About me

About me
🌿 I've been gardening ever since a child, when I spent time with my father in his vegetable garden. But my fascination with Echeverias started in the 1980's, when my father gave me a pot with five Echeverias, which turned out to be E. imbricata. At first I wasn't much interested in them and planted them in some obscure corner of the garden and completely forgot about them. How great was my surprise when, a couple of months later, I noticed that they had spread and made a beautiful display - I was hooked!
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Saturday, 8 December 2018

Firesticks - Euphorbia tirucalli

Firesticks - Euphorbia tirucalli in the Summer on the North Coast, Ballito, KZN - green with no yellow or pink (Sheffield Beach, Ballito)

 This is what Firesticks - Euphorbia tirucalli - looks like in winter on the North Coast, KwaZulu Natal - note the beautiful pink colour on the tips. And here they grow absolutely HUGE! (Sheffield Beach, Ballito)

It has been said that the pink and orange colours only come out when the plant is grown in the shade, but this specimen is in full sun year-round. 

Tuesday, 7 August 2018

I took a stroll

 
I took a little stroll 
along the pathway 
and observed the wild flowers blooming.
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It was a very fine day.
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(Photo taken on my stroll through Sheffield Beach Estate in Ballito, KwaZulu Natal - my new home for the past 7 months)

 

Aloe arborescens (Torch Aloe)

 

Family: Asphodelaceae
Common names: krantz aloe (English), kransaalwyn (Afrikaans), ikalene (Xhosa), inkalane or umhlabana (Zulu)

The krantz aloe is a valuable garden asset, it has large beautiful flowers, attractive foliage, decorative form, and it is easy to grow. It is also a 'must-have' for anyone wanting to stock their herb gardens with indigenous healing plants.

This species is distributed mainly over the eastern, summer rainfall areas of the country. It has the third widest distribution of any aloe, occurring from the Cape Peninsula along the eastern coast, through KwaZulu-Natal, Mpumalanga and Limpopo province and further north into Mozambique, Zimbabwe and Malawi. It is one of the few aloes that can be found growing at sea level right up to the tops of mountains. The krantz aloe is adapted to many habitats, but is usually found in mountainous areas where it favours exposed ridges and rocky outcrops. It is also found in dense bush.

It enjoys full sun, well-drained, compost-enriched soil and can tolerate moderate frost but is sensitive to severe frost. It is fast-growing, and it will tolerate drought and neglect once established. It is grown mainly as an ornamental or as an accent plant, but is also an excellent and impenetrable hedge plant.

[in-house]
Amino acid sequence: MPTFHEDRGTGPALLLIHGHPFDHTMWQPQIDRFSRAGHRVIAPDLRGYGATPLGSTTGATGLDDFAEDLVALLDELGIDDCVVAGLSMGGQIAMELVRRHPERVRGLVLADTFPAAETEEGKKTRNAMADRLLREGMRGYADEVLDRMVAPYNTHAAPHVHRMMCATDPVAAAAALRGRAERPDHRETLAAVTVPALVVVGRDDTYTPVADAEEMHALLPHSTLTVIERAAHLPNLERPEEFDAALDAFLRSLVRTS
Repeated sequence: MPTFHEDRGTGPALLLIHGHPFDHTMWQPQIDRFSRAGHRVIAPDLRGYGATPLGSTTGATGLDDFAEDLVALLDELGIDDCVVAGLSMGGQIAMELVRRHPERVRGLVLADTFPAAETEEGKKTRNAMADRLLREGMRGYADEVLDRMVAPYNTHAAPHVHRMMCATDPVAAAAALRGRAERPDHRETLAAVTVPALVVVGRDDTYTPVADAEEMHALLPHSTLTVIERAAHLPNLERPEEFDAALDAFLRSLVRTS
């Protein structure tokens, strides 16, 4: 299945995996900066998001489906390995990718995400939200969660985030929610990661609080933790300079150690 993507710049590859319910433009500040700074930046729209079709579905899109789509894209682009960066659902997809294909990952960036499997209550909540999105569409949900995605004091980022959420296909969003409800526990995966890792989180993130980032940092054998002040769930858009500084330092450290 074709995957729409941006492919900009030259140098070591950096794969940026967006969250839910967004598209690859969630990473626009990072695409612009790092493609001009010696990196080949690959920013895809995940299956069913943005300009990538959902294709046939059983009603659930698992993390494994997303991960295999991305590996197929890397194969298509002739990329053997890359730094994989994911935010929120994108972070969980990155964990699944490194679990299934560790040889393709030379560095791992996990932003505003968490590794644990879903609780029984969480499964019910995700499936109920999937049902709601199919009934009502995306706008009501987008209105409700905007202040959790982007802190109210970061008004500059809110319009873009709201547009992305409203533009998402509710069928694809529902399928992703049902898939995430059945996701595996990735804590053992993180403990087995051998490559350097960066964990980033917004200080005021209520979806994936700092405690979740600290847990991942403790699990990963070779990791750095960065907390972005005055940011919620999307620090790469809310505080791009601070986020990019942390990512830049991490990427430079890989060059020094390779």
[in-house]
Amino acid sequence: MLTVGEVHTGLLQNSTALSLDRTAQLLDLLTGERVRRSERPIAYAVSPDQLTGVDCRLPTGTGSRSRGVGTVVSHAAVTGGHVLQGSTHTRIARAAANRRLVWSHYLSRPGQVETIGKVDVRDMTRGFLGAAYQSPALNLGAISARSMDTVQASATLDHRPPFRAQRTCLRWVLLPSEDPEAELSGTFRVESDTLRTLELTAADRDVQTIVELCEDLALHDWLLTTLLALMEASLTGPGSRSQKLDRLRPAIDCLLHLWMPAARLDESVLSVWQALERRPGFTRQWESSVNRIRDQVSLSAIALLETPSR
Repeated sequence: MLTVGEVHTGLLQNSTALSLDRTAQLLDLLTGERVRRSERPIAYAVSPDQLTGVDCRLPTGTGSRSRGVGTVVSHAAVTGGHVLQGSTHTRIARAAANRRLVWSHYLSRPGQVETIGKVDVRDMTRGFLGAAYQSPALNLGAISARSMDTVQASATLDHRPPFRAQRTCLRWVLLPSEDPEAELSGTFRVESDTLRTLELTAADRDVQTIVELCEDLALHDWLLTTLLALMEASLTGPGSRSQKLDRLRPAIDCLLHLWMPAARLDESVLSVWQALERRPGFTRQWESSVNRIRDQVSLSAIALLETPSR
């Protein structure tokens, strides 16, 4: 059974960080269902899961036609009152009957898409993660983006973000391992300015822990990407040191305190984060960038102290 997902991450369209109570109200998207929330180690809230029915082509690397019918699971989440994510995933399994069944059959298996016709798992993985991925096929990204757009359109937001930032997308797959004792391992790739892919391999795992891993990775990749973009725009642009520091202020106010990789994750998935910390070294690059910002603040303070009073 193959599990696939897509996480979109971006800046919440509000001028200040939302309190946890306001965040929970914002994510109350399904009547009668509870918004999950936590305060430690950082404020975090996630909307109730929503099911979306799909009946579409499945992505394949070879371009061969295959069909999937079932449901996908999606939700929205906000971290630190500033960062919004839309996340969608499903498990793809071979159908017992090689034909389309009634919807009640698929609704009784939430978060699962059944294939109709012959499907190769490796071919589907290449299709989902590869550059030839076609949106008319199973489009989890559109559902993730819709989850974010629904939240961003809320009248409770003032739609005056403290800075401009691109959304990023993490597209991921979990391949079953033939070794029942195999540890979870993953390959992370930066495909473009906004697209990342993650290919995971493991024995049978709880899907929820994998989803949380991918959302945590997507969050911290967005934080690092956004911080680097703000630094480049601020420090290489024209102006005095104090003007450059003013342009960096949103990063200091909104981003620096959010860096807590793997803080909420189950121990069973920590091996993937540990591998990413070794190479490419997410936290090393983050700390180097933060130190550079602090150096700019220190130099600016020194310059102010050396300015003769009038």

The krantz aloe is easily propagated from a branch or stem cut off, allowed to dry for a day or so until the wound has sealed, and then planted in well-drained soil or sand. They need not be rooted in any particular place and then transplanted, but can be placed directly into their permanent place in the garden. It is important to remember not to water the cuttings too heavily; overwatering may cause them to rot. This aloe can also be grown from seed, sown in spring. Seed should take three to four weeks to germinate, and the seedlings must be protected from frost.

Aloe arborescens hybridises readily with other aloes.

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Saturday, 17 February 2018

Today!


It has been 8 weeks since we sold our smallholding in Gauteng and moved down to the North Coast of KwaZulu Natal (South Africa) (ONLY 6 weeks??!! feels like a life-time!) and it has taken me all this while to find my feet, gather my thoughts and feel as if I once again belong somewhere. The biggest thing about moving from a place where you have lived for 43 years is seemingly losing your 'identity' - an identity tied to the bird life you studied for so many years, an identity tied to the grass, trees and the very soil you were walking on, an identity tied to "your" plants and birds and insects and little animals nurtured in your garden for so long.


I open my eyes in the mornings and in stead of hearing the Cape Robin-chat singing on my patio, I hear the exotic sound of the Burchell's Coucal outside my window, the sound of the surf pounding on the beach in stead of traffic whizzing past my front gate, and when I rise and go for an early morning walk, I see tropical (and unknown!) vegetation in stead of veld grass and Bluegum trees. A big a change as you can ever imagine!

Yes, it has taken me 8 weeks to get into the swing of things in this new life we have chosen and although I was, and still am, mourning the loss of my pets (my chooks will forever be ingrained in my heart), I now look forward to discovering all that is new in this exotic coastal location; insects I have never seen in my life, the names of the trees and plants which thrive in these hot and humid conditions and finding out which succulents like to grow here!


A small, but brand-new beginning... Spekboom cuttings on the left, an unknown and as yet unidentified succulent on the right and a new Echeveria and some Sedum rubrotinctum (Jelly beans) in the small wooden box planter.]

Watch this space! Smile!

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